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And this Interpretation is agreeable to the importance of the Greek Word, Adula, which we here render Unrighteousness , and does in some other Places, fignify Falfeness or Deceitfulness. And this Acceptation of the Words may be confirmed, by comparing them with the like Expresfion at the 11th Verse, the Unrighteous Mammon; which, as it stands in opposition to True Riches, denotes that Earthly Treasures are not properly and truly to te esteem'd Riches: They do in this resemble the Possessors of them, that they are Deceitful upon the Weights, they are altogether lightert han Vanity it self. Spiritual Blessings are the only True Riches; which are therefore here opposed to Temporal Possessions, the Unrighteous Mammnon, or False and Deceitful Riches.
Our Blessed Lord therefore requires his Disciples to devote their Riches unto good Works, in expectation of a Future Reward. The Expressions in the Text, are adapted to the Circumstances in the foregoing Parable. As the Unjuft Steward did, by his management, secure himself of Friends and Future Reception; so our
Saviour suggests this Inducemept to Works of Charity, that by the faithful Performance of them, we shall, in effect, make to our felves Friends, who, when we fail, when we are removed out of our Stewardship, out of this World by Death, will secure our Admission into a Future and Eternal State of Happiness.
Such is the Occasion, and such the Importance of the Words, which may supply us with matter of Meditation, under the three following Enquiries:
I. How far, and in what Respects, we : . are obliged to dispense our Wealth
in Acts of Charity?
II. Upon what Accounts chiefly it is,
that those Charitable Dispensations are to be esteemed so Excellent, as they are supposed to be in the Text?
III. In what Sense we are to under
stand that Efficacy, which here seems to be ascribed to them?
· I. It should be inquired, How far, and in what respects, we are obliged to difpense our Wealth in Acts of Charity? And, in relation to the Special and Restrain'd Sense of this Expression, the Mammon of Unrighteousness, 'tis to be observ’d, that there are Cases, wherein Alms-deeds would be not only Unnecessary, but Unlawful; because they would be attended with the Violation of Justice. Satisfaction must be made to those who are Injur’d, before Provision for those who are in Want. Riches procur’d by Theft or Fraud, Extortion or Oppression, do not properly render a Man capable of performing Acts of Charity, but lay him under a Necessity of making Restitution. But if the Persons Injured are not known, or if it does, by any other Necessary Obstacle and Impediment, become impoffible to make Restitution, then should the Riches, which are Wrongfully engrossed, be Devoted to good Works: And yet such Works are rather to be esteemed Acts of Justice, than of Charity.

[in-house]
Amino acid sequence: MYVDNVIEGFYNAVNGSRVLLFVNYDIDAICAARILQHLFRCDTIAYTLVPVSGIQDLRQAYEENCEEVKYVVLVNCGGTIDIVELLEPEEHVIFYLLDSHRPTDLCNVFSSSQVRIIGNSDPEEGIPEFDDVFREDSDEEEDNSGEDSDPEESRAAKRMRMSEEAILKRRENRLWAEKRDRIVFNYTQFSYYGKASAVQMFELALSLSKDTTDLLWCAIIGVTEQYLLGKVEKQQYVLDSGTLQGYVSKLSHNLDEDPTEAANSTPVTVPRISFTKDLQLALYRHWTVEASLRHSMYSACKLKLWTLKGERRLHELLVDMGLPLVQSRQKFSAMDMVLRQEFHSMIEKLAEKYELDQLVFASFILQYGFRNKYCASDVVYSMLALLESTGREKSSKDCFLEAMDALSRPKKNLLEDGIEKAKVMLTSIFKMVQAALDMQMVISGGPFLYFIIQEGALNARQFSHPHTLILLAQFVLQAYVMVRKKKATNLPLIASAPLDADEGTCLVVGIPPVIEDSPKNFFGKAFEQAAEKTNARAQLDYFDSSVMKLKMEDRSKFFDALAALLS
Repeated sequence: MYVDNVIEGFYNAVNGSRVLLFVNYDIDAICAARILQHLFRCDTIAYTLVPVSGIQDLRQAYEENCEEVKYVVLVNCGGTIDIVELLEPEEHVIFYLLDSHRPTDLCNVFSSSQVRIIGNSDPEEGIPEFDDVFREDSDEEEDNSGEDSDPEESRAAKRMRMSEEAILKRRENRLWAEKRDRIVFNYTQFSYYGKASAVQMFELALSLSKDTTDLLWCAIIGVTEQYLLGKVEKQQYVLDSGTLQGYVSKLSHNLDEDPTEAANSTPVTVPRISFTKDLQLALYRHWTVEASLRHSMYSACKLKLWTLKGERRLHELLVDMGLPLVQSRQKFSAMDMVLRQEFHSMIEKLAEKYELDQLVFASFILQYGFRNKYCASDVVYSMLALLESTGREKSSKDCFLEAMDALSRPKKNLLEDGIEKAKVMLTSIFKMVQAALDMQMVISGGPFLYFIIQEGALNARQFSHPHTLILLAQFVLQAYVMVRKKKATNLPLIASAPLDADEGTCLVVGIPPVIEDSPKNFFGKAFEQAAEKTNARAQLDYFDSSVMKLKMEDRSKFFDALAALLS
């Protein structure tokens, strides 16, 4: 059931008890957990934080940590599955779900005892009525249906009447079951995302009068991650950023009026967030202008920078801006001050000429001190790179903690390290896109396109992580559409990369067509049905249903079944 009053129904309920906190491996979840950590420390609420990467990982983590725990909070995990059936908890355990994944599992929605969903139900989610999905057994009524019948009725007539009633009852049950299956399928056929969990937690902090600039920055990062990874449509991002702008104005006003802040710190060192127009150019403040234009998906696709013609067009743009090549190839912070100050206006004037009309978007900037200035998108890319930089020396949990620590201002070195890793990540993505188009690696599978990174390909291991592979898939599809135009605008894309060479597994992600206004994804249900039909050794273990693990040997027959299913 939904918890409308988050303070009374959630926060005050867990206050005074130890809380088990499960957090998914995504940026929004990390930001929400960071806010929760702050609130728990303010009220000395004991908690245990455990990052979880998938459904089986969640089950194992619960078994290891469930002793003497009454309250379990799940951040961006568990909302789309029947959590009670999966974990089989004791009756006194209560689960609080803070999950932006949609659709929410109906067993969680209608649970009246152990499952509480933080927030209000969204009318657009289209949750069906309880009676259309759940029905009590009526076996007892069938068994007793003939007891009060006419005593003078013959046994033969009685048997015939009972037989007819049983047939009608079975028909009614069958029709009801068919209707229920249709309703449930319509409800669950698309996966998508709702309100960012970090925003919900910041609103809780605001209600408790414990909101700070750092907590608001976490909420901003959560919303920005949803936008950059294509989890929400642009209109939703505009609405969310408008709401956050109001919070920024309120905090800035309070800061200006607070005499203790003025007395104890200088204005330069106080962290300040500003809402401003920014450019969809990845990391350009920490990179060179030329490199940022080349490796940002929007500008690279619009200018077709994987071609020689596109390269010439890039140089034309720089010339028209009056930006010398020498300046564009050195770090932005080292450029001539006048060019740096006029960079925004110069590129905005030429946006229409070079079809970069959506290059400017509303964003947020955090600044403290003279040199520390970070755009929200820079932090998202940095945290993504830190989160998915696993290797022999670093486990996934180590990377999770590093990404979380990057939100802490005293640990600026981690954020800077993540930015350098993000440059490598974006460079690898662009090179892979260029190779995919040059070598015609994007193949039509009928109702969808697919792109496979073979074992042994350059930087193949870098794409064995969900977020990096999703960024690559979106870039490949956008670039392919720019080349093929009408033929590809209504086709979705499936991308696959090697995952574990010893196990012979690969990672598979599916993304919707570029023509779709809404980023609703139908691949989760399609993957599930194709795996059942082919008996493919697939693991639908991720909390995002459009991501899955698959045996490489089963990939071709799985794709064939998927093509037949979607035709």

The fame Measures should be taken when Circumstances are such, that Restitution is not necessary, notwithstanding that Opportunities of making it may easily be found. Such are the Circumstances of Persons corrupted by Bribery. For since every Bribe is at once a Voluntary Gift, and the Fruit of Injustice, the Sordid Giver hath forfeited all Rightful Claim to it, and therefore Equity does not require that it should be restored to him; and yet it cannot Lawfully be retained by the Polluted Hands of him who receives it, because he hath no Propriety in it, unless Propriety can be grounded upon Injustice : And therefore it should be appropriated to Works of Charity. And in General, all Unlawful Possessions should be intirely given up by Reftitution, where that is possible and Necessary; and where it is not, they should be disposed of in good Works, without excepting and reserving any the least Part of them; for it is a Cursed thing.
But it feldom becomes Necessary to give up all our Just Possessions, for the
relief of the Poor. Indeed we find, that amongst the First Christians the Rich did admit the Indigent to a Free and Illimited Participation of their Riches: The Bounty of the one was determined by no measure but the Wants of the other. For as * they had all things Common, which they possessed; so, when the Posesfors of Lands or Houses fold them, t Distribution was made unto every Man according as he had Need. These were Eminent and Glorious Effects of Charity; but we do not find these Degrees of it Indispensably and Universally required.
Our Blessed Saviour indeed lays this Injunction upon the Ruler; I Šell all that thou hast, and distribute unto the poor, and thou shalt have treasure in heaven. This Person was without doubt under a Necessary Obligation to Obey this Command, which was Particularly given to Him; but it does not seem Obligatory upon those, to whom it is not Particularly given; unless the Obligation of it should arise from some Uncommon and
* Aệts iv. 32.
Ver. 34, 35.
Luke xviii. 22.